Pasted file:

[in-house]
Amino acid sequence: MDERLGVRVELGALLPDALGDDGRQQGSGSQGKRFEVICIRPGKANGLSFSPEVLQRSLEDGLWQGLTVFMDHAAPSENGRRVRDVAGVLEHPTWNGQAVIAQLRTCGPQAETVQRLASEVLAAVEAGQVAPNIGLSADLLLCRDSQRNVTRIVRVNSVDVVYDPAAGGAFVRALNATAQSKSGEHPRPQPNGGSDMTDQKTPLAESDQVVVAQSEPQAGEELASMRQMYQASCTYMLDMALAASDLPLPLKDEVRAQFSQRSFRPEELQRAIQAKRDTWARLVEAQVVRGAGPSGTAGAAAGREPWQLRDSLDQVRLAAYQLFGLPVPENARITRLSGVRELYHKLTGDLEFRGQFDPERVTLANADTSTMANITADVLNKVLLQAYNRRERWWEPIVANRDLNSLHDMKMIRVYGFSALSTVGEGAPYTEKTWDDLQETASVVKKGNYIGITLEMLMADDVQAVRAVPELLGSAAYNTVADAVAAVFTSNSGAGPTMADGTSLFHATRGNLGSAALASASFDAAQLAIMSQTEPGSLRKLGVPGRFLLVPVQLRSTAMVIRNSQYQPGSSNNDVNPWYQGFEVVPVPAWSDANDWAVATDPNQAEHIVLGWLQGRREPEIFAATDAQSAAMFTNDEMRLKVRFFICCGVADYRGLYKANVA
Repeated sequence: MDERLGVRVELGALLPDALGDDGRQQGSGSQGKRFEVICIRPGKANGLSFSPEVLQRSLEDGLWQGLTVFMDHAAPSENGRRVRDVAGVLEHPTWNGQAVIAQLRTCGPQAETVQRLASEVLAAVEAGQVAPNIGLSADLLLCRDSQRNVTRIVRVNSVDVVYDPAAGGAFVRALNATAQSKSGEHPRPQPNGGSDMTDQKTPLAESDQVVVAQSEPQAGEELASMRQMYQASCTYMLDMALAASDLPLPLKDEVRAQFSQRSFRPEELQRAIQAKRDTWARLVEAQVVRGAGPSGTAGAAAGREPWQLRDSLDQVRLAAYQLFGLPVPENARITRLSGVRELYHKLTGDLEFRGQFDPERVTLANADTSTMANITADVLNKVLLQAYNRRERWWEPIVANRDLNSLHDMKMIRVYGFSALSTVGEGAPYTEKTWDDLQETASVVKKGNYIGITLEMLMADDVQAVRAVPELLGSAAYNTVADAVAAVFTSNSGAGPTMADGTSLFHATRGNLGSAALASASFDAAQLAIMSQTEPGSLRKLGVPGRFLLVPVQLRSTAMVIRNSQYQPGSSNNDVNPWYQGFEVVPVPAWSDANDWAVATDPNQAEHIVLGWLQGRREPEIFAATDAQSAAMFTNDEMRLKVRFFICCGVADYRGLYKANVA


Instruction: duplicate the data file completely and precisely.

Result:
[in-house]
Amino acid sequence: MDERLGVRVELGALLPDALGDDGRQQGSGSQGKRFEVICIRPGKANGLSFSPEVLQRSLEDGLWQGLTVFMDHAAPSENGRRVRDVAGVLEHPTWNGQAVIAQLRTCGPQAETVQRLASEVLAAVEAGQVAPNIGLSADLLLCRDSQRNVTRIVRVNSVDVVYDPAAGGAFVRALNATAQSKSGEHPRPQPNGGSDMTDQKTPLAESDQVVVAQSEPQAGEELASMRQMYQASCTYMLDMALAASDLPLPLKDEVRAQFSQRSFRPEELQRAIQAKRDTWARLVEAQVVRGAGPSGTAGAAAGREPWQLRDSLDQVRLAAYQLFGLPVPENARITRLSGVRELYHKLTGDLEFRGQFDPERVTLANADTSTMANITADVLNKVLLQAYNRRERWWEPIVANRDLNSLHDMKMIRVYGFSALSTVGEGAPYTEKTWDDLQETASVVKKGNYIGITLEMLMADDVQAVRAVPELLGSAAYNTVADAVAAVFTSNSGAGPTMADGTSLFHATRGNLGSAALASASFDAAQLAIMSQTEPGSLRKLGVPGRFLLVPVQLRSTAMVIRNSQYQPGSSNNDVNPWYQGFEVVPVPAWSDANDWAVATDPNQAEHIVLGWLQGRREPEIFAATDAQSAAMFTNDEMRLKVRFFICCGVADYRGLYKANVA
Repeated sequence: MDERLGVRVELGALLPDALGDDGRQQGSGSQGKRFEVICIRPGKANGLSFSPEVLQRSLEDGLWQGLTVFMDHAAPSENGRRVRDVAGVLEHPTWNGQAVIAQLRTCGPQAETVQRLASEVLAAVEAGQVAPNIGLSADLLLCRDSQRNVTRIVRVNSVDVVYDPAAGGAFVRALNATAQSKSGEHPRPQPNGGSDMTDQKTPLAESDQVVVAQSEPQAGEELASMRQMYQASCTYMLDMALAASDLPLPLKDEVRAQFSQRSFRPEELQRAIQAKRDTWARLVEAQVVRGAGPSGTAGAAAGREPWQLRDSLDQVRLAAYQLFGLPVPENARITRLSGVRELYHKLTGDLEFRGQFDPERVTLANADTSTMANITADVLNKVLLQAYNRRERWWEPIVANRDLNSLHDMKMIRVYGFSALSTVGEGAPYTEKTWDDLQETASVVKKGNYIGITLEMLMADDVQAVRAVPELLGSAAYNTVADAVAAVFTSNSGAGPTMADGTSLFHATRGNLGSAALASASFDAAQLAIMSQTEPGSLRKLGVPGRFLLVPVQLRSTAMVIRNSQYQPGSSNNDVNPWYQGFEVVPVPAWSDANDWAVATDPNQAEHIVLGWLQGRREPEIFAATDAQSAAMFTNDEMRLKVRFFICCGVADYRGLYKANVA